5. By contrast, I continue to think that the albums Erdelyi later recorded for The Replacements (‘Tim’ and ‘Pleased to Meet Me’) sound absolutely *terrible*. In fairness, it’s difficult to gauge how much of this was his fault, as I can’t imagine that working on major label albums in the mid ‘80s for a notoriously unreliable and inebriated band was exactly the most conducive environment for quality music recording. At least he got his groove back for Redd Kross’s ‘Neurotica’ in 1987, which I seem to remember sounds pretty great.
So, there ya go. I’m sure I don’t need to tell you to raise a glass to Tommy Ramone, but maybe raise another one to Tommy Erdelyi whilst you’re at it, and ponder what we might have missed out on without his contribution to the past 40 years of rock n' roll.
Thursday, June 19, 2014
Chain & The Gang –
Minimum Rock n’ Roll
(Radical Elite / Fortuna Pop!, 2014)
“With CHAIN & The GANG there are no excursions, no diversions… no trip to the moon, no jaunt to inner space… nothing original, no new system to integrate… just SIMPLE facts & BASIC math. Fewer WORDS, fewer BEATS, fewer NOTES… you’re tired of hearing them, we’re tired of making them…”
Bravely defying the long-standing convention that sees rock n’ roll groups beginning their LPs with a call toward energy and motion (y’know,‘Get Up’, ‘Raw Power’, something like that), Chain & The Gang instead open their latest vinyl missive by declaring their intent to ‘Devitalize’ - exhorting their listeners to shut up shop, to “just go home”, and, most scandalously for the dyed-in-the-wool rock n’ roller, to “keep it down”.
In an era in which we are urged by our suppliers of electronic equipment and accompanying media content to ‘think positive’, to ‘move forward’, whilst the geopolitical landscape around us slides ever-further into the dark ages, Chain & The Gang offer a welcome reaffirmation of negativity in rock n’ roll.
They are, as Ian Svenonious was keen to remind us during a recent performance at London’s Tufnell Park Dome, the only group of their kind. Beginning their career in 2010 with a cry of “down with liberty… up with chains!”, they are the only group who seek to impose a limit upon self-expression, who acknowledge that “originality is the enemy”. They are the only group (in the entire history of Western popular music, more likely than not) who proudly declare themselves to be pro-censorship. They recognise, no doubt, that censorship is always with us – no more opposable than gravity - and that the real question is: who censors who? Only by engaging, instead of blithely disowning, can we stand a chance of moving from the second ‘who’ to the first.
As Ian S. might well cop, the key to writing an effective political pop song is to appear extremely specific in your demands, whilst remaining extremely vague. The Chris Hillman/Gram Parsons-composed country-rock standard ‘Sin City’ (as performed by both The Flying Burrito Brothers and The Mekons within my own record collection) provides a good example. A spirited diatribe on the subject of civic corruption within an unnamed town that may or may not be intended as a microcosm of wider society, the song purports to communicate a great deal of information, praising some participants in the struggle, whilst condemning others to a storm of divine vengeance.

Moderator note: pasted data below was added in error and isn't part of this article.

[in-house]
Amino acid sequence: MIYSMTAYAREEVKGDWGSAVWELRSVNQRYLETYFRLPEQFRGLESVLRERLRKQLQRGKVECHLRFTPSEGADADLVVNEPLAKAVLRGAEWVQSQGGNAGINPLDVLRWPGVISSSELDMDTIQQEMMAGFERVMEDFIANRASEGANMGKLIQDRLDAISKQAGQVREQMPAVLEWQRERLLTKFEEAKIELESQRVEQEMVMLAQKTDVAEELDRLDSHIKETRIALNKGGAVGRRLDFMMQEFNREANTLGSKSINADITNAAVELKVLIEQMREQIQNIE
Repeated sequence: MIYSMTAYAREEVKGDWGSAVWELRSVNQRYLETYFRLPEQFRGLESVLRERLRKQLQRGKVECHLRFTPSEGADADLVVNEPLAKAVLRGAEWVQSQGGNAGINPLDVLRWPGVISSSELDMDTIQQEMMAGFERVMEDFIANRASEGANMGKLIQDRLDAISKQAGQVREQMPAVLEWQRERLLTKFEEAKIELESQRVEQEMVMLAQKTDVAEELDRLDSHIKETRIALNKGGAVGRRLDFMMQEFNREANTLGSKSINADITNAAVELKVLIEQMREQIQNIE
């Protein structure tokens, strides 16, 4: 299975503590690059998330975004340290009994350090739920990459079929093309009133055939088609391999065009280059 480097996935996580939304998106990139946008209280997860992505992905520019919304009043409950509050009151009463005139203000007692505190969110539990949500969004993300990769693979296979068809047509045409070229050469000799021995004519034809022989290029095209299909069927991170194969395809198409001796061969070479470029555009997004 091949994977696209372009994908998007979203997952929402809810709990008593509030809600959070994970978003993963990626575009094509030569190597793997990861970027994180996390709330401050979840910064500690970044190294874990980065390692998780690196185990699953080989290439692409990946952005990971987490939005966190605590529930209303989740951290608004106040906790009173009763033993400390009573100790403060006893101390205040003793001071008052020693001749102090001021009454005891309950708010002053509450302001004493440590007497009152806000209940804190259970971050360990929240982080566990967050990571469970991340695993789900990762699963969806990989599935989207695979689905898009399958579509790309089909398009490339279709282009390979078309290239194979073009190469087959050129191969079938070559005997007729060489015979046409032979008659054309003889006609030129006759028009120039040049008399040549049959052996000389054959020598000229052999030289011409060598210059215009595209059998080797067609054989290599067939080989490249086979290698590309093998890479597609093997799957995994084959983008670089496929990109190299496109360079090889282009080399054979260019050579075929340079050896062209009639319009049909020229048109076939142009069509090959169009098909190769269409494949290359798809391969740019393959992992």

In spite of such apparently clear sentiments though, further analysis of the lyrics reveal the songwriters’ message to be ambiguous in the extreme. Depending on each listener’s personal understanding of such nebulous concepts as ‘sin’ and ‘clean[ing] up this town’, the song could be taken to represent either an extreme left wing or extreme right wing viewpoint, or alternatively could be adopted as an anthem for just about any single-issue pressure group you’d care to name.
The way the song succeeds however is by distracting our attention from this chronic lack of specificity simply by offering a composition so compelling and apparently heart-felt that it is nigh-on impossible for us not to get swept up in its ‘message’, and thus map its generalities over our own specific concerns. In fact, when performed well, the song generates such a weight of righteous indignation that even a listener wholly lacking in political conviction will find him or herself forced to affect an opinion for the duration of the song, thus to temporarily share in the emotions the performers are conveying. Like a successful politician, the song sells the idea of an outsider’s struggle for fairness and decency against a greedy, autocratic enemy so well that the actual details of the speaker’s platform become irrelevant.
Chain & The Gang do not perform ‘Sin City’, either on this record, or anywhere else to my knowledge. I’m sure they realise perfectly well that such material would not become them. Discussing the song at length as part of an assessment of their work is an unwarranted digression on my part, for which I apologise.
Nonetheless though, I feel that the lessons we can learn from examining the song provide a pertinent demonstration of the machinations common to socio-political songwriting - the same machinations that Chain & The Gang seek both to exploit and to deconstruct, allowing us to enjoy them whilst also exposing their workings to plain view.
Masterpieces of opaqueness, the songs performed by Chain & The Gang, particularly those found on ‘Minimum Rock n’ Roll’, are built from apparently innocent snatches of associative wordplay and playful mutations of common phraseology. ‘Mum’s The Word’, they sing. ‘Crime Don’t Pay’. ‘Got To Have It Every Day’. By further investigating the logic of these apparently banal pronouncements though, the group seek to create a base-level dialogue on the language of confinement and freedom, need and surplus, free will and determinism, power and lack thereof, that will (one hopes) prove applicable to most potential situations.